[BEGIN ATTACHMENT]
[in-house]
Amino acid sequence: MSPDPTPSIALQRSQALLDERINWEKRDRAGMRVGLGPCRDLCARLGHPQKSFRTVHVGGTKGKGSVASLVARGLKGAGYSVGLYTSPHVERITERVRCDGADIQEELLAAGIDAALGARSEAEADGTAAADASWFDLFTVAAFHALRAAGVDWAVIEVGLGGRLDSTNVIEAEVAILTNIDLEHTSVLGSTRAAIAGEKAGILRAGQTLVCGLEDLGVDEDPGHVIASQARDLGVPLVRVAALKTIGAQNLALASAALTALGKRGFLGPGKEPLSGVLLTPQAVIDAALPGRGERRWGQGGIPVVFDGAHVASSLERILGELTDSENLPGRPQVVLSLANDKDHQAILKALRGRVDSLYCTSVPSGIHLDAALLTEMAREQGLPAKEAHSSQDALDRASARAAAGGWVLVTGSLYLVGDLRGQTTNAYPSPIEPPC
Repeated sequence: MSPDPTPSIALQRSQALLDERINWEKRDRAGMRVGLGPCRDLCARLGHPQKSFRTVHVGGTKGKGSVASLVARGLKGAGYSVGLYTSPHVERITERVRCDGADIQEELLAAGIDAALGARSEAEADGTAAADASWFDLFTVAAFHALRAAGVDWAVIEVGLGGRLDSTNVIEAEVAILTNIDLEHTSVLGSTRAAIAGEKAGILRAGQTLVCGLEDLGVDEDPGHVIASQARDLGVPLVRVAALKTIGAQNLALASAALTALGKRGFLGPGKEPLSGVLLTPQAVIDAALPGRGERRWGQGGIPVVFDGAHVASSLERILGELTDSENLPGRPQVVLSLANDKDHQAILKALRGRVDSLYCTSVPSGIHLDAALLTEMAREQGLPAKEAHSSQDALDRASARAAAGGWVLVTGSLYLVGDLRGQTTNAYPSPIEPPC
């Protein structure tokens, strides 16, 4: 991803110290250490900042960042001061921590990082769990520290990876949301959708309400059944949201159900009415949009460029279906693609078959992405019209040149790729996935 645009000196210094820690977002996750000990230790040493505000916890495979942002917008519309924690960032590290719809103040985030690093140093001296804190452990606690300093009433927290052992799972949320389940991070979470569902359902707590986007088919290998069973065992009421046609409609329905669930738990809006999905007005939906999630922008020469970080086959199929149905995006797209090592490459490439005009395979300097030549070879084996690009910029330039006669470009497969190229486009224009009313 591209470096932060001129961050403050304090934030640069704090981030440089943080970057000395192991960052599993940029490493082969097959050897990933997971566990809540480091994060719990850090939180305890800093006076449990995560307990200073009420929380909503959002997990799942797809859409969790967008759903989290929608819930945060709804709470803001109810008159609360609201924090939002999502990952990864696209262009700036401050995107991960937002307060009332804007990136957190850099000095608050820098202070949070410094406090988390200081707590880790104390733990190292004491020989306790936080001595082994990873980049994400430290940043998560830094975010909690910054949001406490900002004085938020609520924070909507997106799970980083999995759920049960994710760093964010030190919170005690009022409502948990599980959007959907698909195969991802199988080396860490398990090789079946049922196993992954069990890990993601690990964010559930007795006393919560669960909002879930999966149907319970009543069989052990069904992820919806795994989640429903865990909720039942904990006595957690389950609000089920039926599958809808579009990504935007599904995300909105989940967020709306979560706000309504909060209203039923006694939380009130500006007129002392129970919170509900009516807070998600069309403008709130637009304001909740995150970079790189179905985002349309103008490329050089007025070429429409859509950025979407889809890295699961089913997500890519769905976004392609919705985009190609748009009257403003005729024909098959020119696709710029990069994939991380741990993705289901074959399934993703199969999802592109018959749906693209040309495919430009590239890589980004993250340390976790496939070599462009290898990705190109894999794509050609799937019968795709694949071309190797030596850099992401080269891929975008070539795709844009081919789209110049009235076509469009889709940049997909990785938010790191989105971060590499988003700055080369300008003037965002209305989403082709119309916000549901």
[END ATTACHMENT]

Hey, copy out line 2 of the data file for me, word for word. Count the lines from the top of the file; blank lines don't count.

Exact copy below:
Amino acid sequence: MSPDPTPSIALQRSQALLDERINWEKRDRAGMRVGLGPCRDLCARLGHPQKSFRTVHVGGTKGKGSVASLVARGLKGAGYSVGLYTSPHVERITERVRCDGADIQEELLAAGIDAALGARSEAEADGTAAADASWFDLFTVAAFHALRAAGVDWAVIEVGLGGRLDSTNVIEAEVAILTNIDLEHTSVLGSTRAAIAGEKAGILRAGQTLVCGLEDLGVDEDPGHVIASQARDLGVPLVRVAALKTIGAQNLALASAALTALGKRGFLGPGKEPLSGVLLTPQAVIDAALPGRGERRWGQGGIPVVFDGAHVASSLERILGELTDSENLPGRPQVVLSLANDKDHQAILKALRGRVDSLYCTSVPSGIHLDAALLTEMAREQGLPAKEAHSSQDALDRASARAAAGGWVLVTGSLYLVGDLRGQTTNAYPSPIEPPC